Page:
National Overview
Sector Profile - Bangladesh, Current Status of Medical Plant & Herbal Product Industry in Bangladesh

  • In Bangladesh, a long tradition of indigenous herbal medicinal systems, based on the rich local plant diversity, is considered as very important component of the primary health care system. In Bangladesh, about 500 plant species have been identified as medicinal plant because of their therapeutic properties (Ghani, 2000).
  • In the mean time, a large number of industries (400 herbal factories) have been established in this country for producing Ayurvedic and Unani medicines. It has been estimated that Bangladesh has a market of about 330-core taka worth herbal products annually.



  • Graph: Yearly turnover of traditional medicine sector of Bangladesh

  • A recent study on Medicinal Plants Marketing in Bangladesh sponsored by SEDF and Interco operation (IC) conducted in October 2003, reviewed the current status and estimated the quantity and value of medicinal plants used as raw materials both in organized sector (large companies, small companies), unorganized sector (herbal doctors/practitioner) and spent annually on approximately 17500 tones medicinal plant (mostly dry) materials accounting approximately Tk. 81 Cr.

  • Sector Local (Cr Tk) Imported (Cr Tk) Total (Cr. Tk)
    Unani 12.7 12.7 25.4
    Ayurverdic 8.2 10 18.2
    Herbal Doctors 4.5 5.4 9.9
    Self Treatment 7.6 20 27.6
    Sub total 33 48.1 81.1
    Tonnes 12500 5000 17500


  • Currently, the export of medicinal plant is in a rising state. But considering the huge export market globally, we are still in a rudimentary stage. United Arab Emirates is the top export market for Bangladesh followed by Pakistan and United Kingdom.




  • Figure: Export market trend of Medicinal Plant sector of Bangladesh (Source


  • In terms of volume, about 70% of the medicinal plants used as raw materials (over 12.5 thousand tones) come from local Bangladesh source and the remaining part is imported. In terms of value, however, the medicinal plants materials grown in Bangladesh accounts for 40% only, thus reflecting need of both crop diversification as well as quality assurance of the locally grown medicinal plants. The large 20 herbal medicines processing companies of Bangladesh alone utilizes about 25% of raw material (950 tones imported and 4500 tones of Bangladesh produce) demand, whereas another 400 smaller processing companies accounts for 30% of the demand (1150 tones imported and 4900 tones local produce).
  • In terms of volume, about 70% of the medicinal plants used as raw materials (over 12.5 thousand tones) come from local Bangladesh source and the remaining part is imported. In terms of value, however, the medicinal plants materials grown in Bangladesh accounts for 40% only, thus reflecting need of both crop diversification as well as quality assurance of the locally grown medicinal plants. The large 20 herbal medicines processing companies of Bangladesh alone utilizes about 25% of raw material (950 tones imported and 4500 tones of Bangladesh produce) demand, whereas another 400 smaller processing companies accounts for 30% of the demand (1150 tones imported and 4900 tones local produce).
  • Currently Government is taking following initiatives for the development of this sector-
    • The herbal medicine sector also received a further boost as the government termed herbs and herbal medicine as one of the five priority sectors to diversify the country's export basket.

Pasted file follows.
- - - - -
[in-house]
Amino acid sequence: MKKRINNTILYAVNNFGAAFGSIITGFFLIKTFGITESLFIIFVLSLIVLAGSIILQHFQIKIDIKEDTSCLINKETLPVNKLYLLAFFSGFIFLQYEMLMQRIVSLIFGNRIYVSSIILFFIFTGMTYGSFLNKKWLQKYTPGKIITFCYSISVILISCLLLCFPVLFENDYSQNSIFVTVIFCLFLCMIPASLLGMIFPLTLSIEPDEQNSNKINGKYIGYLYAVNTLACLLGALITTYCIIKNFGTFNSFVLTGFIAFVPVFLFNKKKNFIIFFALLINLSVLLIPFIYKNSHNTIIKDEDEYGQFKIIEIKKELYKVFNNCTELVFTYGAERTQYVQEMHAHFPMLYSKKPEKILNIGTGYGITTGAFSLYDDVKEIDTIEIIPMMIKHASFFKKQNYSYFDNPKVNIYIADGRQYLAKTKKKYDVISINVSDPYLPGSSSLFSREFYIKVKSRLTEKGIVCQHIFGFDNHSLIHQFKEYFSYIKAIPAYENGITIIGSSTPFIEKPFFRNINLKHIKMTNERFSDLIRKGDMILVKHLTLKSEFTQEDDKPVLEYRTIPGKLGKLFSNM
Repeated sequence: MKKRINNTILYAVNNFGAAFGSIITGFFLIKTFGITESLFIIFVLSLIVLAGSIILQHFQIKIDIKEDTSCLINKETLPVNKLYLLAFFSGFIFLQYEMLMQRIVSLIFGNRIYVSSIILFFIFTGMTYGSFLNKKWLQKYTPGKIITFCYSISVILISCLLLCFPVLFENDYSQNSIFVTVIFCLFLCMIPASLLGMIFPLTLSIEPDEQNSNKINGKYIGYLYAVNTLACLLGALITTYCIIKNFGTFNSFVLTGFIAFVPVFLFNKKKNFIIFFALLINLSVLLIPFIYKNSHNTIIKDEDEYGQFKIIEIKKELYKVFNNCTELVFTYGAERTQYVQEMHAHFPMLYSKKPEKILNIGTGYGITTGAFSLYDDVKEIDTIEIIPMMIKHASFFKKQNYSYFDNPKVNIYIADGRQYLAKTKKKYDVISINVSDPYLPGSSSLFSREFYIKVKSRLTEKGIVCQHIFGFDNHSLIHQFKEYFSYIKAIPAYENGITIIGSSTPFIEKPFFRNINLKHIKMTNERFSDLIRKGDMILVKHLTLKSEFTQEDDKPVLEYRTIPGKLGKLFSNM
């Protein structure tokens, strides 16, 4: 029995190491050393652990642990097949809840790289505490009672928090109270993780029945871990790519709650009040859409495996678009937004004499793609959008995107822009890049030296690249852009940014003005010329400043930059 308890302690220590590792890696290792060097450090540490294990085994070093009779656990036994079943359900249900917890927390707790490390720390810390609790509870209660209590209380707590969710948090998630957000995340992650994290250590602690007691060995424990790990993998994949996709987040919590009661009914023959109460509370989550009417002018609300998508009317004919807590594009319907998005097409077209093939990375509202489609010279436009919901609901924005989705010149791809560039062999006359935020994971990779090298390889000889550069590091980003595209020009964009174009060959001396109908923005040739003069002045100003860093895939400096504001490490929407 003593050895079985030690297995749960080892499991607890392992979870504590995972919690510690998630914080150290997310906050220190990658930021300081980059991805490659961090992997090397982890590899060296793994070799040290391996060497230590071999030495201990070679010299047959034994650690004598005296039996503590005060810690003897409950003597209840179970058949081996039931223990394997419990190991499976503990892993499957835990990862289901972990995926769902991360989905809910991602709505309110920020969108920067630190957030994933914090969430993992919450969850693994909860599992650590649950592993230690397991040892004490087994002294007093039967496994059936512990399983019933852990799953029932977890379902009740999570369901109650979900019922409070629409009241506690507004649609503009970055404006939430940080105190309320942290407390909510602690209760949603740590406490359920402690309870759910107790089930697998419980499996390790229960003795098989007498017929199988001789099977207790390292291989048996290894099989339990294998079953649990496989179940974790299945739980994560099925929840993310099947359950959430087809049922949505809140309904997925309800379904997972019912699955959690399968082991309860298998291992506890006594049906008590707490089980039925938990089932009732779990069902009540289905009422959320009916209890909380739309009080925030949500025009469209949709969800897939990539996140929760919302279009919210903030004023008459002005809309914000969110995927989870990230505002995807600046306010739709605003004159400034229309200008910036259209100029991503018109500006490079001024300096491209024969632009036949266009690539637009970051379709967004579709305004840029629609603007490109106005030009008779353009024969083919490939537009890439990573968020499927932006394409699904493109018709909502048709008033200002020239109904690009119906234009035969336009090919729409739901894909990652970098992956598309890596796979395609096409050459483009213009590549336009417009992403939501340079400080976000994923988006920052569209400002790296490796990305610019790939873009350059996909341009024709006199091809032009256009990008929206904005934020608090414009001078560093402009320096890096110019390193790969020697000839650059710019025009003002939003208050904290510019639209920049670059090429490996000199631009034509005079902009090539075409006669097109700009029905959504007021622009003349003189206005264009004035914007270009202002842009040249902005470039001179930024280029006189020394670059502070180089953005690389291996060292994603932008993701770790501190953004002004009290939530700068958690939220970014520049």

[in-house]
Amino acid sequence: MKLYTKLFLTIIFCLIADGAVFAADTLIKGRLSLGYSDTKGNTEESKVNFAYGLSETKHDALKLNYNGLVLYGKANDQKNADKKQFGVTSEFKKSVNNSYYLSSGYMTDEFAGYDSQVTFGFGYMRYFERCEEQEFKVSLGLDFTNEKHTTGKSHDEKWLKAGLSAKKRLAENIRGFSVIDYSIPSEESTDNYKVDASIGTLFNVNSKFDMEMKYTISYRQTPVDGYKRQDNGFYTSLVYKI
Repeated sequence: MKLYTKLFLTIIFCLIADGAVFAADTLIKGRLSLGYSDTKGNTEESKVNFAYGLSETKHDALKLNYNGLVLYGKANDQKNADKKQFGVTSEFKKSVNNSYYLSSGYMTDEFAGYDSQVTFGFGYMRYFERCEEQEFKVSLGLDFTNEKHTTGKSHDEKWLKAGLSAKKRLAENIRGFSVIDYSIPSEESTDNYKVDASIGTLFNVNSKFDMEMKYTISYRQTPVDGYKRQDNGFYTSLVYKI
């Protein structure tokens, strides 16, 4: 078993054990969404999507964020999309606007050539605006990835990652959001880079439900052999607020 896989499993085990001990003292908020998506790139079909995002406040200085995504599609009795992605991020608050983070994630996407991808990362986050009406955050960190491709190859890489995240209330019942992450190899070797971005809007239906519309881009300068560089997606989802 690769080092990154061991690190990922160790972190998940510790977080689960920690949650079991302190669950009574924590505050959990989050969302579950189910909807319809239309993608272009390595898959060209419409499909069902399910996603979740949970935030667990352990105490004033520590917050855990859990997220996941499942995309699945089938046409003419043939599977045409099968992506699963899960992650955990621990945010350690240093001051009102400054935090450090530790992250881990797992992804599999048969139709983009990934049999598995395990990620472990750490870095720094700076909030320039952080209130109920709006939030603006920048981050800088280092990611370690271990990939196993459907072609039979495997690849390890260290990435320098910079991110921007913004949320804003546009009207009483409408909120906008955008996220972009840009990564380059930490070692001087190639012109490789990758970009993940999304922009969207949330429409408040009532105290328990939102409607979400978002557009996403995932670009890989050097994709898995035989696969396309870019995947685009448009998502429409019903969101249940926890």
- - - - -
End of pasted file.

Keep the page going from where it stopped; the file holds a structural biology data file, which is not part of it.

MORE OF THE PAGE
• An independent and autonomous council named Medicinal Plant & Herbal Product Business Promotion Council formed under Ministry of Commerce. The council is working as public-private partnership for export diversification and overall business development.
    • A dedicated board under Ministry of Health & Family Welfare formed as Bangladesh Board of Unani and Ayurvedic systems.
    • Government formed a cell for medicinal plant in the 'Ministry of Environment and Forest'. The cell is working in different dimension for developing the medicinal plant sector, like (1) a research center for medicinal plant, (2) promoting nim Plantation, (3) medicinal plant seedling production through tissue culture, and (4) leasing of lands for medicinal plant cultivation.
    • At the same time some initiatives are also taken by the Department of Forestry. Fifty seven different medicinal plant varieties are planted in the adjacent area of Salna national park, Gazipur. In 2001-02 financial year, it was only on 2.02 acre land. Later in the year they extended it to 35 acre land.
    • The government is also selling different medicinal plants at a subsidized rate in 400 different government nurseries all over the country. There are also 450 sub-centers in each upazila under the 400 government nurseries.
  • Initiatives from the private sectors are also mentionable-
    • Currently following six associations are working with Ministry of Commerce for the development of the sector-
      • Bangladesh Homeopathic Medicine Manufacturers Association (BHMMA)
      • Bangladesh Unani Aushadh Shilpa Samity (BUASS)
      • Bangladesh Herbal Food & Cosmetics Association (BHFCA)
      • Bangladesh Herbal Products Manufacturing Association (BHPMA)
      • Bangladesh Ayurvedic Aushadh Shilpa Samity (BAASS)
    • There are some private companies like 'Gemcon Food Products' or 'Nim Foundation' who have farms of medicinal plants. 'Gemcon Food Products' are preparing some herbal medicine in their cottage industry which are available in the market. The farms are at Dinajpur. The 'Nim foundation' also have a medicinal farm at Faridpur district. They planted different medicinal plants basically nim plants. They are preparing different nim beauty products.

From the above discussion, it is clear that the medicinal plant cultivation is still in a rudimentary stage. Business Promotion Council under the supervision of Ministry of Commerce is actively identifying and working with the development issues and factors for the infrastructure development as well as export diversification of Medicinal Plants & Herbal sector.